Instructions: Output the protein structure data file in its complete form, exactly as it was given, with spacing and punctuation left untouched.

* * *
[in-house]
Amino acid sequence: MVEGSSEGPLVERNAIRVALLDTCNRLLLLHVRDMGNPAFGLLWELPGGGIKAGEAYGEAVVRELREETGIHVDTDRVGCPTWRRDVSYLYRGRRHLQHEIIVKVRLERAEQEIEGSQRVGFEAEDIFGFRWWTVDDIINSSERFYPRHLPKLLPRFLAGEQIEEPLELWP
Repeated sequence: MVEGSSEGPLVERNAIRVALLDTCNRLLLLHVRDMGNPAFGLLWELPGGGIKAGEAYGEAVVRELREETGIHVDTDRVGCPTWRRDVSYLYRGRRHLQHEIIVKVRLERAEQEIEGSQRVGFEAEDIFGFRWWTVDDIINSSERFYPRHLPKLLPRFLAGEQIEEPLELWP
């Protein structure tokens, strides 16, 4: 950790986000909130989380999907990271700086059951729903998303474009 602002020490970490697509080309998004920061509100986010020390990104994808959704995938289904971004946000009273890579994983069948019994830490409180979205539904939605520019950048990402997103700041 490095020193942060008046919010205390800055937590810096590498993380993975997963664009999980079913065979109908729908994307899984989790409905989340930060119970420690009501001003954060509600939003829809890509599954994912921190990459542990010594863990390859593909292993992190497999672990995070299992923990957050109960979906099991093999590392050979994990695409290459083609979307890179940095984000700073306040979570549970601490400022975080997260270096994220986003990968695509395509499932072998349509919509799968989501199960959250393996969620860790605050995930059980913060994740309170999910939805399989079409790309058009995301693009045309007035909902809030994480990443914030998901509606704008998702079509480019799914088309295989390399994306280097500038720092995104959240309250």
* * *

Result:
[in-house]
Amino acid sequence: MVEGSSEGPLVERNAIRVALLDTCNRLLLLHVRDMGNPAFGLLWELPGGGIKAGEAYGEAVVRELREETGIHVDTDRVGCPTWRRDVSYLYRGRRHLQHEIIVKVRLERAEQEIEGSQRVGFEAEDIFGFRWWTVDDIINSSERFYPRHLPKLLPRFLAGEQIEEPLELWP
Repeated sequence: MVEGSSEGPLVERNAIRVALLDTCNRLLLLHVRDMGNPAFGLLWELPGGGIKAGEAYGEAVVRELREETGIHVDTDRVGCPTWRRDVSYLYRGRRHLQHEIIVKVRLERAEQEIEGSQRVGFEAEDIFGFRWWTVDDIINSSERFYPRHLPKLLPRFLAGEQIEEPLELWP
């Protein structure tokens, strides 16, 4: 950790986000909130989380999907990271700086059951729903998303474009 602002020490970490697509080309998004920061509100986010020390990104994808959704995938289904971004946000009273890579994983069948019994830490409180979205539904939605520019950048990402997103700041 490095020193942060008046919010205390800055937590810096590498993380993975997963664009999980079913065979109908729908994307899984989790409905989340930060119970420690009501001003954060509600939003829809890509599954994912921190990459542990010594863990390859593909292993992190497999672990995070299992923990957050109960979906099991093999590392050979994990695409290459083609979307890179940095984000700073306040979570549970601490400022975080997260270096994220986003990968695509395509499932072998349509919509799968989501199960959250393996969620860790605050995930059980913060994740309170999910939805399989079409790309058009995301693009045309007035909902809030994480990443914030998901509606704008998702079509480019799914088309295989390399994306280097500038720092995104959240309250």